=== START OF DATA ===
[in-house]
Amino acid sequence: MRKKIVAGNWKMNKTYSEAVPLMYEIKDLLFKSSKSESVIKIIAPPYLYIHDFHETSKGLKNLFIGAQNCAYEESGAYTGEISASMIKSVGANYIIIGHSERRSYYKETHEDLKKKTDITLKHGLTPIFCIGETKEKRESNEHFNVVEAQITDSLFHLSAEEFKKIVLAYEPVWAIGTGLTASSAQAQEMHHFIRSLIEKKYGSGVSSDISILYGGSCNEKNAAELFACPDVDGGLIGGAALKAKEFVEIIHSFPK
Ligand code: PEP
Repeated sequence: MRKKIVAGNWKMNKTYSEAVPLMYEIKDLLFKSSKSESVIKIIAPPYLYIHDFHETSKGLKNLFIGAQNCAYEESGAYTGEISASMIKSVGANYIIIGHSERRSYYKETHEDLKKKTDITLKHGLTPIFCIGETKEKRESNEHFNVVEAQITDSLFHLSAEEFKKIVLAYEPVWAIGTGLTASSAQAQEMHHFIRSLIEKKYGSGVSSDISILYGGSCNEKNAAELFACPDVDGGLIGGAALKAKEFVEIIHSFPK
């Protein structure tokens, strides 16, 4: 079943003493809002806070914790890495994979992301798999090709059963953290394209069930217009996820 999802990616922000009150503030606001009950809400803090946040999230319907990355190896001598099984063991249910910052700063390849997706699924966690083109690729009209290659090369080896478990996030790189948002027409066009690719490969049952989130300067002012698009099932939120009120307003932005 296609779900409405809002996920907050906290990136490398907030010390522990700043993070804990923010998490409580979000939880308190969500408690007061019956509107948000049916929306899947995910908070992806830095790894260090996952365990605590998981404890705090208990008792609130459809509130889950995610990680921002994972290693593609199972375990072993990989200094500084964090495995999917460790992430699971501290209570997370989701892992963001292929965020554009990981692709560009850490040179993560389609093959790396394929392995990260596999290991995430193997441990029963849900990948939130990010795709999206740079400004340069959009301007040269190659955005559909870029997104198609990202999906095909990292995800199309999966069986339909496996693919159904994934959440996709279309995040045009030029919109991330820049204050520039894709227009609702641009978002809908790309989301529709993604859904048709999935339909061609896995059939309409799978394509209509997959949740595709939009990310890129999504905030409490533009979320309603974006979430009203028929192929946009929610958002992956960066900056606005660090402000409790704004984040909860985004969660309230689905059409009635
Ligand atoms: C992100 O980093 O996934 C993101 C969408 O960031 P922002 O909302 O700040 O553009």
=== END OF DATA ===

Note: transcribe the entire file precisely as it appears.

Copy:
[in-house]
Amino acid sequence: MRKKIVAGNWKMNKTYSEAVPLMYEIKDLLFKSSKSESVIKIIAPPYLYIHDFHETSKGLKNLFIGAQNCAYEESGAYTGEISASMIKSVGANYIIIGHSERRSYYKETHEDLKKKTDITLKHGLTPIFCIGETKEKRESNEHFNVVEAQITDSLFHLSAEEFKKIVLAYEPVWAIGTGLTASSAQAQEMHHFIRSLIEKKYGSGVSSDISILYGGSCNEKNAAELFACPDVDGGLIGGAALKAKEFVEIIHSFPK
Ligand code: PEP
Repeated sequence: MRKKIVAGNWKMNKTYSEAVPLMYEIKDLLFKSSKSESVIKIIAPPYLYIHDFHETSKGLKNLFIGAQNCAYEESGAYTGEISASMIKSVGANYIIIGHSERRSYYKETHEDLKKKTDITLKHGLTPIFCIGETKEKRESNEHFNVVEAQITDSLFHLSAEEFKKIVLAYEPVWAIGTGLTASSAQAQEMHHFIRSLIEKKYGSGVSSDISILYGGSCNEKNAAELFACPDVDGGLIGGAALKAKEFVEIIHSFPK
């Protein structure tokens, strides 16, 4: 079943003493809002806070914790890495994979992301798999090709059963953290394209069930217009996820 999802990616922000009150503030606001009950809400803090946040999230319907990355190896001598099984063991249910910052700063390849997706699924966690083109690729009209290659090369080896478990996030790189948002027409066009690719490969049952989130300067002012698009099932939120009120307003932005 296609779900409405809002996920907050906290990136490398907030010390522990700043993070804990923010998490409580979000939880308190969500408690007061019956509107948000049916929306899947995910908070992806830095790894260090996952365990605590998981404890705090208990008792609130459809509130889950995610990680921002994972290693593609199972375990072993990989200094500084964090495995999917460790992430699971501290209570997370989701892992963001292929965020554009990981692709560009850490040179993560389609093959790396394929392995990260596999290991995430193997441990029963849900990948939130990010795709999206740079400004340069959009301007040269190659955005559909870029997104198609990202999906095909990292995800199309999966069986339909496996693919159904994934959440996709279309995040045009030029919109991330820049204050520039894709227009609702641009978002809908790309989301529709993604859904048709999935339909061609896995059939309409799978394509209509997959949740595709939009990310890129999504905030409490533009979320309603974006979430009203028929192929946009929610958002992956960066900056606005660090402000409790704004984040909860985004969660309230689905059409009635
Ligand atoms: C992100 O980093 O996934 C993101 C969408 O960031 P922002 O909302 O700040 O553009």